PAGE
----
From infections to hearing disabilities, you may think you’ve heard it all when it comes to the ear. This complex system of tiny parts not only helps us to process sound but also keeps us balanced and performing well during physical exercise.
New research shows that single-leg cycling drills may be a valuable way to address dominant/nondominant leg diﬀerences. University of Calgary researchers in Canada investigated aerobic performance in relation to leg dominance.
Hamstring injuries are frequent and costly for professional soccer players and important for all active people to avoid. Medical professionals with the International Federation of Association Football (FIFA) developed an injury prevention program that blends evidence-based methods and practical considerations. It emphasizes the need for individualized training that targets an athlete’s specific risk factors, based on ongoing screening and monitoring.
If your clients need more evidence that training while injured can be detrimental, new research suggests that the adverse effects on movement quality can linger even after an injury has fully healed.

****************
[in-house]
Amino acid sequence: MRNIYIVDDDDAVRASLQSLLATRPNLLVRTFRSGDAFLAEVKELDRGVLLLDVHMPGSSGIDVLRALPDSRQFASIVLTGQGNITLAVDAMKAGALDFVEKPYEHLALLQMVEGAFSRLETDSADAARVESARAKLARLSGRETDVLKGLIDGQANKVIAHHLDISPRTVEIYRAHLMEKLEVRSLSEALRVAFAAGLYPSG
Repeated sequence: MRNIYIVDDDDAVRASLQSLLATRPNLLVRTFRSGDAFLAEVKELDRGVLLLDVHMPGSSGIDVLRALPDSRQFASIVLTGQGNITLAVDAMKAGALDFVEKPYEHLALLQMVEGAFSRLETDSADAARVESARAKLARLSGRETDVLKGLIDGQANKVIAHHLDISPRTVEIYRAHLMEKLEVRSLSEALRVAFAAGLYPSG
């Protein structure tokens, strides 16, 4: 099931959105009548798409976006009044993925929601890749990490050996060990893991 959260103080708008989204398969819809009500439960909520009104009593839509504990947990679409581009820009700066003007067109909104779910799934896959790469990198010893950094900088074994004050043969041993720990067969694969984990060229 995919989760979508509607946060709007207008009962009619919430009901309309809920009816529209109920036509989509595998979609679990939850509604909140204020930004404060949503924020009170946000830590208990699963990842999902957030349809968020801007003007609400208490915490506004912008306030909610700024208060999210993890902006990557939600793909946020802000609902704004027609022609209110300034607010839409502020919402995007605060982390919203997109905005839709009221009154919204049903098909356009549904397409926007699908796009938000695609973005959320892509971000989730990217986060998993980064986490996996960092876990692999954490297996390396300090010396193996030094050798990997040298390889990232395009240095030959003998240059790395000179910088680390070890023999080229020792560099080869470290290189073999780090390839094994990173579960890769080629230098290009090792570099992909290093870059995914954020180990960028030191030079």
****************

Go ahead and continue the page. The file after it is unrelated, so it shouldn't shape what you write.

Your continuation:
Are customized routines really better than a standard protocol? One recent study posed this question in reference to tai chi: Is it better to offer a standard tai chi sequence or to individualize moves to a person’s needs?
Hip fractures have serious consequences, including an increased risk of death within the first year following the accident. Findings from a recent study offer good news on the benefits of physical activity for postmenopausal women.
When you think about exercising core muscles, do you remember your diaphragm? Its two main functions involve breathing and biomechanics, and it’s one of the most important muscles for maintaining intra-abdominal pressure (Nelson 2012). Intra-abdominal pressure is like a weight belt applied from the inside. If your body can’t regulate this pressure, you may experience poor motor control and lack of spinal stability. Plus, when the diaphragm is not properly engaged, other muscles must compensate, increasing your risk of injury.
Water exercise is a great alternative to treadmill or outdoor walking for people who experience discomfort when training on land.
How fast you walk at midlife may provide insight into your future physical and mental fitness. Researchers from Duke University in North Carolina and the University of Otago in New Zealand evaluated data from more than 1,000 male and female participants, who were assessed at intervals from birth to age 45 on factors including physical function, gait speed, aging pace and neurocognitive function.
The mental aspect of strength training is often given short shrift, but now a systematic review has analyzed relevant research to determine which most benefits weightlifting performance: focusing externally on the intended weightlifting result, focusing internally on the body or having no specific focus.
IDEA Fitness Journal